Sarcoidosis is an illness that causes tiny islands of inflammatory cells to form throughout the body. These microscopic groups of cells are called granulomas. They are especially common in the lungs, lymph nodes, skin, eyes and liver. The cause of sarcoidosis is unknown.
Sometimes, these granulomas cause very little damage, so a person with sarcoidosis does not have any symptoms of illness. In other cases, however, the granulomas produce large areas of inflammation and scarring that can interfere with an organ's normal functions. Although most people with sarcoidosis eventually recover, a few develop forms of the illness that are long-lasting (chronic) and get worse with time.
Sarcoidosis can affect almost any organ in the body. But the most common target is the lung.
Although doctors do not know the exact cause of sarcoidosis, there is strong evidence that the illness involves an abnormal immune reaction. For example, it is known that the granulomas contain cells from the immune system, particularly a type called helper-inducer T cells. Some experts believe that the abnormal immune reaction of sarcoidosis may be triggered by an infection. Others suspect that the illness may follow exposure to an allergen (allergy-producing agent) in the environment. In addition, genetic (inherited) factors probably play some role in increasing a person's risk of developing the illness.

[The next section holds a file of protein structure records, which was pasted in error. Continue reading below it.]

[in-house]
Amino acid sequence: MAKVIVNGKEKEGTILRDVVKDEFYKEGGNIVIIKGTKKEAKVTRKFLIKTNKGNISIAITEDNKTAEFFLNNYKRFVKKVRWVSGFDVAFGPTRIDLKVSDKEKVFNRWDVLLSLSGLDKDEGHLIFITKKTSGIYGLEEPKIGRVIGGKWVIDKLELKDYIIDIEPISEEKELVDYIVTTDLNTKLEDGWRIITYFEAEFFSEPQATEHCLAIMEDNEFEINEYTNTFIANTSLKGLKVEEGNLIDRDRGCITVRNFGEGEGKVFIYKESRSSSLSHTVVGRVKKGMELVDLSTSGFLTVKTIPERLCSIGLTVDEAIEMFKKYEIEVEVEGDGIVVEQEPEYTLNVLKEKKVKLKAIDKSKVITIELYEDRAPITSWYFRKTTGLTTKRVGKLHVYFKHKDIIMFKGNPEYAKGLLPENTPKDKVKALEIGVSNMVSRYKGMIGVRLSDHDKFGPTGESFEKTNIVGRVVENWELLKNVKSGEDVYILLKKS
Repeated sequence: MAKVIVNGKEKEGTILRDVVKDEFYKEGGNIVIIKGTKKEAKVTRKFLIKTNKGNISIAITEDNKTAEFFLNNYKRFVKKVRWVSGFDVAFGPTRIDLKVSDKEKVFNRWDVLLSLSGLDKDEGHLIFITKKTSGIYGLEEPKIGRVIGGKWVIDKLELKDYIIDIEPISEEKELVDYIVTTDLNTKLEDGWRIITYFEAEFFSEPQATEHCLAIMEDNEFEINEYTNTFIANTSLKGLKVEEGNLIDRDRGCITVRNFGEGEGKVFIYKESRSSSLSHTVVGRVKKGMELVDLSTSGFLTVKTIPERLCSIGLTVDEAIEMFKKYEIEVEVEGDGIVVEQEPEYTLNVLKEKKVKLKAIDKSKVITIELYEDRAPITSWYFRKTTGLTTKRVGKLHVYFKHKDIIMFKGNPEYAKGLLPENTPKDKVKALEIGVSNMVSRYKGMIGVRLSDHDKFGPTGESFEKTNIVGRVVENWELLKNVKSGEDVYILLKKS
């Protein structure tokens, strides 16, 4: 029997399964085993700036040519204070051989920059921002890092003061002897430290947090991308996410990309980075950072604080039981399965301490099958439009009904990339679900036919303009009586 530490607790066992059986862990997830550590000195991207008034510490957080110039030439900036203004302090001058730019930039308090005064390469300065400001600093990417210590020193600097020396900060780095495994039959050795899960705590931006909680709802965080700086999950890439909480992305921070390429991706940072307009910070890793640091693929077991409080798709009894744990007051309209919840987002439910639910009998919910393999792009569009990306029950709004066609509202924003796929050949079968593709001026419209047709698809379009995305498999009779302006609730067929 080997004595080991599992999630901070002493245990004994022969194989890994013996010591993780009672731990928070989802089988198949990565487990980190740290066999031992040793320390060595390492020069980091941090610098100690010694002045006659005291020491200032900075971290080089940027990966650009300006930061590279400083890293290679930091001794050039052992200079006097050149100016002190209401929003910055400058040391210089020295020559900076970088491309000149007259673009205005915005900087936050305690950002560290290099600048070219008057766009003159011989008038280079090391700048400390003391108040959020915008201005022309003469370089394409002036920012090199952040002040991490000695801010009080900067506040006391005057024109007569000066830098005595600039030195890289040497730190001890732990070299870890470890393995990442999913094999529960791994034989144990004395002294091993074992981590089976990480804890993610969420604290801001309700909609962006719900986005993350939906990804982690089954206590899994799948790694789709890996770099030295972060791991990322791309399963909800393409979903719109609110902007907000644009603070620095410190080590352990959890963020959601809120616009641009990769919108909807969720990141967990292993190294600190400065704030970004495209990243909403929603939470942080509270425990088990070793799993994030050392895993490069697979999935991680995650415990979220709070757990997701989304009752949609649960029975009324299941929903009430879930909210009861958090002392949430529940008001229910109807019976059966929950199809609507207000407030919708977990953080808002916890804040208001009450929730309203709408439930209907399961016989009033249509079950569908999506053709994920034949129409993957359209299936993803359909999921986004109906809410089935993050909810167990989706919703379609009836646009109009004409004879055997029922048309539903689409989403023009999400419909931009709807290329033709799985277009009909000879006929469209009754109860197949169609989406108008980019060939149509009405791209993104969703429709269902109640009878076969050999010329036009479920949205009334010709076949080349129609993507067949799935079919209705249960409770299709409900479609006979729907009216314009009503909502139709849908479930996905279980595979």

In the United States, sarcoidosis affects African-Americans 3 to 4 times as often as white people. Other groups with a higher risk of developing sarcoidosis are Scandinavians, Irish, British and Japanese. In general, women are affected more often than men. About 75% of all those affected are younger than age 40.